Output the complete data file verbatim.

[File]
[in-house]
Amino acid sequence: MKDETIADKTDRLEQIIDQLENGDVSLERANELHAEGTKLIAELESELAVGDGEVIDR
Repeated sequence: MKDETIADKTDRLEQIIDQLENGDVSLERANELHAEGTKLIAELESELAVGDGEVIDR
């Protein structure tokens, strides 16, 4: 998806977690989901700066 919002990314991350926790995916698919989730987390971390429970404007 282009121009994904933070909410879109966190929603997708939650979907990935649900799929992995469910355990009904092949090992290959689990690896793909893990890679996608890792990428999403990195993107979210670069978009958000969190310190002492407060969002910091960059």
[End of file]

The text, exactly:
[in-house]
Amino acid sequence: MKDETIADKTDRLEQIIDQLENGDVSLERANELHAEGTKLIAELESELAVGDGEVIDR
Repeated sequence: MKDETIADKTDRLEQIIDQLENGDVSLERANELHAEGTKLIAELESELAVGDGEVIDR
């Protein structure tokens, strides 16, 4: 998806977690989901700066 919002990314991350926790995916698919989730987390971390429970404007 282009121009994904933070909410879109966190929603997708939650979907990935649900799929992995469910355990009904092949090992290959689990690896793909893990890679996608890792990428999403990195993107979210670069978009958000969190310190002492407060969002910091960059």